• Legge sullo Champagne;  
  • AOC Champagne; 
  • 1941 nascita della  CIVC (Comité Interprofessionnel du vin de Champagne) ; senza queste azioni, “Champagne” sarebbe divenuto un nome generico, sinonimo di un metodi di elaborazione di vini effervescenti. 

La bellissima serata prosegue con la degustazione delle seguenti etichette, provenienti dai territori più rappresentativi e da produttori di rilievo nel panorama degli Champagne, in abbinamento a degli stuzzichini:

Ho davvero apprezzato la preparazione di Luca Canapicchi,  e soprattutto tutto ciò che di nuovo imparo da questa Degustazione di Champagne  unica ideata e ben orchestrata dalla Fisar di Pisa. Sorseggiando un nettare divino pregiatissimo con una storia lunga quasi 300 anni, ringrazio in modo particolare alcuni dei rappresentanti della Fisar di Pisa, Salvo Pulvirenti e Luigi Vaglini, che per l’accoglienza, e per darmi la possibilità di  scrivere un post su questa eccezionale esperienza nel mio blog sulle Bellezze d’Italia . 

Enjoy it ! 


AIS of Lucca: “Italian Sommelier Association”

AIS of Lucca: to be a Sommelier. A Life Experience to enjoy at its  fullest.

If you love Wine, a  Sommelier Experience with the AIS of Lucca, Tuscany,  is a chance of a lifetime:

  • to  explore the world’s wine regions; 
  • to learn how to build your own cellar:
  • to study Food &  Wine pairings and take part in  tasting analysis so you can identify any Wine simply by smell and by sip; 
  • to share your passion and enjoy life with friends! 

AIS of Lucca is one of the several “Italian Sommelier Association” branches  in each region of Italy. The “AIS” or “Italian Sommelier Association” is  an Italian non-profit organization founded in Milan on July 7, 1965, officially recognised and legally acknowledged by the Italian government on April 6, 1973. Its founding members were : Gianfranco Botti, Jean Valenti, Leonardo Guerra  and Italian Sommelier Ernesto Rossi. The “Italian Sommelier Association” is part and founding member of the “Worldwide Sommelier Association” (WSA) which is officially recognized across the world. The AIS is one of the oldest and actually the largest Sommelier Association in the world, featuring more than 30.000 members only in Italy! The aim of “Italian Sommelier Association” , as stated in the third article of its charter, is to qualify Sommelier’s role and profession, therefore adding value to Wine, Traditional Specialties and Gastronomy culture. Its aim is also to promote, even in the legislative branch, the introduction of its didactic approach in Hospitality related schools, as well as to endorse the Sommelier’s professional role, international recognition and esteem. An educational, Experience with AIS of Lucca will ensure you have all you need to take your passion to a high  level.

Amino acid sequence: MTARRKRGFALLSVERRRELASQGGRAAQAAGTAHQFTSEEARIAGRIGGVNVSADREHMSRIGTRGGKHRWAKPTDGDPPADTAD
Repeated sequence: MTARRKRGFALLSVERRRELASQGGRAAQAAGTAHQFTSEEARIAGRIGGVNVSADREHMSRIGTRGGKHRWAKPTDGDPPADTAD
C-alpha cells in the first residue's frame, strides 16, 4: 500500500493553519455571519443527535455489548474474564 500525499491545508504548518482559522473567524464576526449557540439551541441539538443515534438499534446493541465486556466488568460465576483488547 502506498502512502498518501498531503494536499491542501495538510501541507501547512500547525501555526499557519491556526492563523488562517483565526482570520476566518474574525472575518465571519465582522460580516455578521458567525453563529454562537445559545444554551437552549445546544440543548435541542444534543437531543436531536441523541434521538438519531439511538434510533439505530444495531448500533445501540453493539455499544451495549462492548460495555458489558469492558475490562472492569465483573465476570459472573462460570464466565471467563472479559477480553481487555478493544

My  graduation as a Sommelier with the AIS of Lucca was an unforgettable moment. I worked hard for that exam. It was one of my Growth Days: we all have days that mark special life milestones, all events that allow us to celebrate, to reflect, to learn. It was last June I went to “Berlucchi Winery ” in Franciacorta (Brescia Area)  to get  a Sommelier Certification offered by the AIS of Lucca after a three year course recognized by Wine industry and Restaurant Professionals throughout the world. It was an incredible journey for : rounding out my knowledge ,  expanding  my  palate, making a professional assessment on Wine. It was something more than  connecting the dots between a flavor, such as clove and vanilla in a sample Pinot Noir!  There are two types of Certified Sommeliers: those who currently work in the industry, and those who go through the certification process to learn much more than Wine, that is the area in which is produced. That’s me!  I started my adventure with Wine by chance, because  dealing  with Tourism, attending a Sommelier Course in Lucca (the best in terms of organization and preparation in Tuscany) was the right way to know  better Tuscany with all its Beauty, Art and Culture. I recognize that to be a Sommelier  without working in the industry  is much harder,  since you’re not working with Wine every day, you have to carve out time in your schedule to practice and to dedicate to Wine. One option isn’t better than the other–you just need to know which category you’ll likely fall under before you become a Sommelier. In order to make it through the long class schedule and nerve-wracking final exam, you should have an ultimate end goal in mind from the beginning. Some Sommelier students drop out before the courses are complete, sometimes because they underestimate the amount of studying required to pass the exam, and sometimes because they only liked the idea of being a Sommelier, without having a plan to use their education for a specific purpose. You need to have a purpose in mind when you receive Sommelier Certification! Becoming a Sommelier is only the tip of the iceberg. The reality is that Wine Education never ends, even for those who are fully certified with every program. Getting certified is only one method for growing a greater understanding of Wine, and it’s not necessary for every Wine ‘fan’. Before you pressure yourself into becoming certified, it’s important to ask yourself why you want to go through the experience, and whether it’s truly the right choice for you!